59

Right now, I catch the exception in the except Exception: clause, and do print(exception). The result provides no information since it always prints <class 'Exception'>. I knew this used to work in python 2, but how do I do it in python3?

1
  • 1
    This doesn't make sense, what is bound to the name exception exactly? Please post the snippet where this behavior appears and most importanly the part where the name exception is initialized. – Dimitris Fasarakis Hilliard Jan 11 '17 at 17:48
99

I'm guessing that you need to assign the Exception to a variable. As shown in the Python 3 tutorial:

def fails():
    x = 1 / 0

try:
    fails()
except Exception as ex:
    print(ex)

To give a brief explanation, as is a pseudo-assignment keyword used in certain compound statements to assign or alias the preceding statement to a variable.

In this case, as assigns the caught exception to a variable allowing for information about the exception to stored and used later, instead of needing to be dealt with immediately. (This is discussed in detail in the Python 3 Language Reference: The try Statement.)


The other compound statement using as is the with statement:

@contextmanager
def opening(filename):
    f = open(filename)
    try:
        yield f
    finally:
        f.close()

with opening(filename) as f:
    # ...read data from f...

Here, with statements are used to wrap the execution of a block with methods defined by context managers. This functions like an extended try...except...finally statement in a neat generator package, and the as statement assigns the generator-produced result from the context manager to a variable for extended use. (This is discussed in detail in the Python 3 Language Reference: The with Statement.)


Finally, as can be used when importing modules, to alias a module to a different (usually shorter) name:

import foo.bar.baz as fbb

This is discussed in detail in the Python 3 Language Reference: The import Statement.

30

These are the changes since python 2:

    try:
        1 / 0
    except Exception as e: # (as opposed to except Exception, e:)
                           # ^ that will just look for two classes, Exception and e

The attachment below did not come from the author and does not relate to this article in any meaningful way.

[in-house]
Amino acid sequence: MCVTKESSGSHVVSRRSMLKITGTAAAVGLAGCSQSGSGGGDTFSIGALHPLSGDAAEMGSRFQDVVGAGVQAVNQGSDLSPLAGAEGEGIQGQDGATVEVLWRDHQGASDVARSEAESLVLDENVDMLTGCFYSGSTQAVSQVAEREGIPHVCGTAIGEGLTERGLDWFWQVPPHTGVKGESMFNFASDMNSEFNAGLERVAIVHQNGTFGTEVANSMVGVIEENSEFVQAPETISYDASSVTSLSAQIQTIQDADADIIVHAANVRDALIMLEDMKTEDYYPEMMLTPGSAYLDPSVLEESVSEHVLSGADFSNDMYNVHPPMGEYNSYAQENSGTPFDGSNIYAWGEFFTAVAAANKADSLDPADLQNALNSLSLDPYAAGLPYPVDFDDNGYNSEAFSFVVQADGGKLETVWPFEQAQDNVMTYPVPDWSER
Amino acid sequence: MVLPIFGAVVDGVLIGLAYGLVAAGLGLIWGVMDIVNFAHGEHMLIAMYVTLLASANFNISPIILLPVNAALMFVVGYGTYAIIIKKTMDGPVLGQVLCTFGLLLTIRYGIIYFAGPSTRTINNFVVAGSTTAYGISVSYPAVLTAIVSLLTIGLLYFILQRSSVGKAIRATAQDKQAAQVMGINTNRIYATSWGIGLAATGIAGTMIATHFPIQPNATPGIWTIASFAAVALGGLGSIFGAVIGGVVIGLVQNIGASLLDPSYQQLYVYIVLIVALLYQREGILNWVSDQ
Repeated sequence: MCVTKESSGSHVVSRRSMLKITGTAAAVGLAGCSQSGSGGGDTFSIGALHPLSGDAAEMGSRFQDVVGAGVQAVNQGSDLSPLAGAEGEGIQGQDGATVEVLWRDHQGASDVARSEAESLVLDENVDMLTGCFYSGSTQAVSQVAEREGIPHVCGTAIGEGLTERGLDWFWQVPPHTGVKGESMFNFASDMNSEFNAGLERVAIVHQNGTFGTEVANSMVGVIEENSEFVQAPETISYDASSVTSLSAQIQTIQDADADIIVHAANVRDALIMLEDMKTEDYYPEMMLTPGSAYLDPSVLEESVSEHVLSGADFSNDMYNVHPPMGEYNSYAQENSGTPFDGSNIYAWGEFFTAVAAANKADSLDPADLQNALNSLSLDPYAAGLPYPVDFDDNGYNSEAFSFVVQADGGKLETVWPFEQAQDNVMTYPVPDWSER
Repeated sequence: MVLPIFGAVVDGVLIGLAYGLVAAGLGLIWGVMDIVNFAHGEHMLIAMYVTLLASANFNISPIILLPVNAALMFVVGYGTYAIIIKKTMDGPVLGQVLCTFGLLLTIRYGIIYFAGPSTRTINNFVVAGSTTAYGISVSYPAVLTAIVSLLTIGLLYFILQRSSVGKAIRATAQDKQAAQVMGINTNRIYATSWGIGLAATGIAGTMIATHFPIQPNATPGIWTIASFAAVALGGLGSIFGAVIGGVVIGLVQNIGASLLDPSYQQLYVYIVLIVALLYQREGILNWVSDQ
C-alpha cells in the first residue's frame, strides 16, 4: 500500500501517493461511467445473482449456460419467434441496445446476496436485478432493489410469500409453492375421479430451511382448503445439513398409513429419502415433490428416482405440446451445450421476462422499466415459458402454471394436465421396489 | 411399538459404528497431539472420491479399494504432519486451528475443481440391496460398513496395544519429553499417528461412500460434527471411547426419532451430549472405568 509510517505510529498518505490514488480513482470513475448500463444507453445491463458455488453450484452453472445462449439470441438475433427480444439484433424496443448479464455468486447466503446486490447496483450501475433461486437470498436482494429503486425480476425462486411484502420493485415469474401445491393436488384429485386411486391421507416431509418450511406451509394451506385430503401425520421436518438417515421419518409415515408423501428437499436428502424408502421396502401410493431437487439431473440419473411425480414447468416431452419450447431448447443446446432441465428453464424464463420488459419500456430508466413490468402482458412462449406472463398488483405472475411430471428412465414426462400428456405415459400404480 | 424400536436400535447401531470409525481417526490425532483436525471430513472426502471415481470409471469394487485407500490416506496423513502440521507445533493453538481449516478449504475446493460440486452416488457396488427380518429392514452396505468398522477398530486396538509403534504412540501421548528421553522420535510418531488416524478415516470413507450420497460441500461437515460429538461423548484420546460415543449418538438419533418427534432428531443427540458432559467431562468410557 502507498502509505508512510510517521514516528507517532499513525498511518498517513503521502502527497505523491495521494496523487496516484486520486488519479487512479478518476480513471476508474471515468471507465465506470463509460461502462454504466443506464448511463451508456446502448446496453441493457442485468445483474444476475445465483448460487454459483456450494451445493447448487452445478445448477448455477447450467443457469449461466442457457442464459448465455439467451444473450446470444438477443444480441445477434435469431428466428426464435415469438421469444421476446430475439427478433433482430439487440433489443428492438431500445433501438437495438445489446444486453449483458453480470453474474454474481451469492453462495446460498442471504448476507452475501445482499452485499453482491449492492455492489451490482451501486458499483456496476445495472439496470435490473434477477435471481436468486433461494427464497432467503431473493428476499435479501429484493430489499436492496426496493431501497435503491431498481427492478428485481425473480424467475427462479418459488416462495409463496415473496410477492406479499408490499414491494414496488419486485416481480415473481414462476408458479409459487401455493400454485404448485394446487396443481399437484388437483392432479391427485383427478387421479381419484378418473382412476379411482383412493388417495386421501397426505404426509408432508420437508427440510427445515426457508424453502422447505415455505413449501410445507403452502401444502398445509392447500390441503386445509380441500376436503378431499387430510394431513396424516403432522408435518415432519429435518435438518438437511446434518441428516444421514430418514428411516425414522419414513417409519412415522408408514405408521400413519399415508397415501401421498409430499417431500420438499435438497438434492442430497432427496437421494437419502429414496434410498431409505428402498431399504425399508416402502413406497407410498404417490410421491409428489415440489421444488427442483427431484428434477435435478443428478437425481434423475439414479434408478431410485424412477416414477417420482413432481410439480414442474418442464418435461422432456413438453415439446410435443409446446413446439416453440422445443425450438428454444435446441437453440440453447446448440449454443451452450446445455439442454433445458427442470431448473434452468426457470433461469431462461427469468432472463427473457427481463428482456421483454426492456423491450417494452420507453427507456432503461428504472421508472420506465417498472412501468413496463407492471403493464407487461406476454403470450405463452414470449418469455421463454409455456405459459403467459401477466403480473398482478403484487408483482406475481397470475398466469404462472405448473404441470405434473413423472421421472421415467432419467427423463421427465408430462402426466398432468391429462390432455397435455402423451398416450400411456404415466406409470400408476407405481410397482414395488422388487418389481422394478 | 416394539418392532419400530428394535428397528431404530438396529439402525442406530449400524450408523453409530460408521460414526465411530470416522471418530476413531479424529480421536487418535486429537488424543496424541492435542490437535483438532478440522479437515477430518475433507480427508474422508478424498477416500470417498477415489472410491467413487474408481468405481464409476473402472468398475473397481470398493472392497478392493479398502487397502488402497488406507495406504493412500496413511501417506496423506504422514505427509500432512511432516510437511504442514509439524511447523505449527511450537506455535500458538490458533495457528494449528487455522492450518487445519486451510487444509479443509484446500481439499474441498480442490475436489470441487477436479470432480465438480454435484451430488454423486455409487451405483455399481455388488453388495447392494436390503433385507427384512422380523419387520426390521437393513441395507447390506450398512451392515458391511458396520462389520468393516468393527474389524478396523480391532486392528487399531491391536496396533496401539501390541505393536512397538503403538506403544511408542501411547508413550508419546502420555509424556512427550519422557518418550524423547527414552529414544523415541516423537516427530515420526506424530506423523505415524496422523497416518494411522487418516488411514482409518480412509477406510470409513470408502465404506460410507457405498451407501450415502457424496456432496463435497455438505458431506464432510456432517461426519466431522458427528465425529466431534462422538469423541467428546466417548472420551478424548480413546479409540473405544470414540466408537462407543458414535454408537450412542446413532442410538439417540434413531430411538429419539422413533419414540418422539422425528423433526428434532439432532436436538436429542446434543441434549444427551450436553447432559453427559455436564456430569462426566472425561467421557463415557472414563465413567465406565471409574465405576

# for the repr
        print(repr(e))
        # for just the message, or str(e), since print calls str under the hood
        print(e)
        # the arguments that the exception has been called with. 
        # the first one is usually the message. (OSError is different, though)
        print(e.args)

You can look into the standard library module traceback for fancier stuff.

2
  • 4
    Python 3 has no message attribute, it seems, and str(e) prepends the location and type of the error to the message; correct? – orome Apr 19 '19 at 19:00
  • 2
    maybe late, but just for clearance... str(e) appear to return just the message in python 3, ie: 'name 're' is not defined' – webbi Aug 15 '19 at 18:23
14

Try

try:
    print undefined_var
except Exception as e:
    print(e)

this will print the representation given by e.__str__():

"name 'undefined_var' is not defined"

you can also use:

print(repr(e))

which will include the Exception class name:

"NameError("name 'undefined_var' is not defined",)"

5

Here is the way I like that prints out all of the error stack.

import logging

try:
    1 / 0
except Exception as _e:
    # any one of the follows:
    # print(logging.traceback.format_exc())
    logging.error(logging.traceback.format_exc())

The output looks as the follows:

ERROR:root:Traceback (most recent call last):
  File "/PATH-TO-YOUR/filename.py", line 4, in <module>
    1 / 0
ZeroDivisionError: division by zero

LOGGING_FORMAT :

LOGGING_FORMAT = '%(asctime)s\n  File "%(pathname)s", line %(lineno)d\n  %(levelname)s [%(message)s]'
1

Although if you want a code that is compatible with both python2 and python3 you can use this:

import logging
try:
    1/0
except Exception as e:
    if hasattr(e, 'message'):
        logging.warning('python2')
        logging.error(e.message)
    else:
        logging.warning('python3')
        logging.error(e)
1

[In Python3]

Let's say you want to handle an IndexError and print the traceback, you can do the following:

from traceback import print_tb 
empty_list = [] 
try: 
    x = empty_list[100]
except IndexError as index_error: 
    print_tb(index_error.__traceback__)

Note: You can use the format_tb function instead of print_tb to get the traceback as a string for logging purposes. Hope this helps.

0

I've use this :

except (socket.timeout, KeyboardInterrupt) as e:
    logging.debug("Exception : {}".format(str(e.__str__).split(" ")[3]))
    break

Let me know if it does not work for you !!

Your Answer

By clicking “Post Your Answer”, you agree to our terms of service, privacy policy and cookie policy

Not the answer you're looking for? Browse other questions tagged or ask your own question.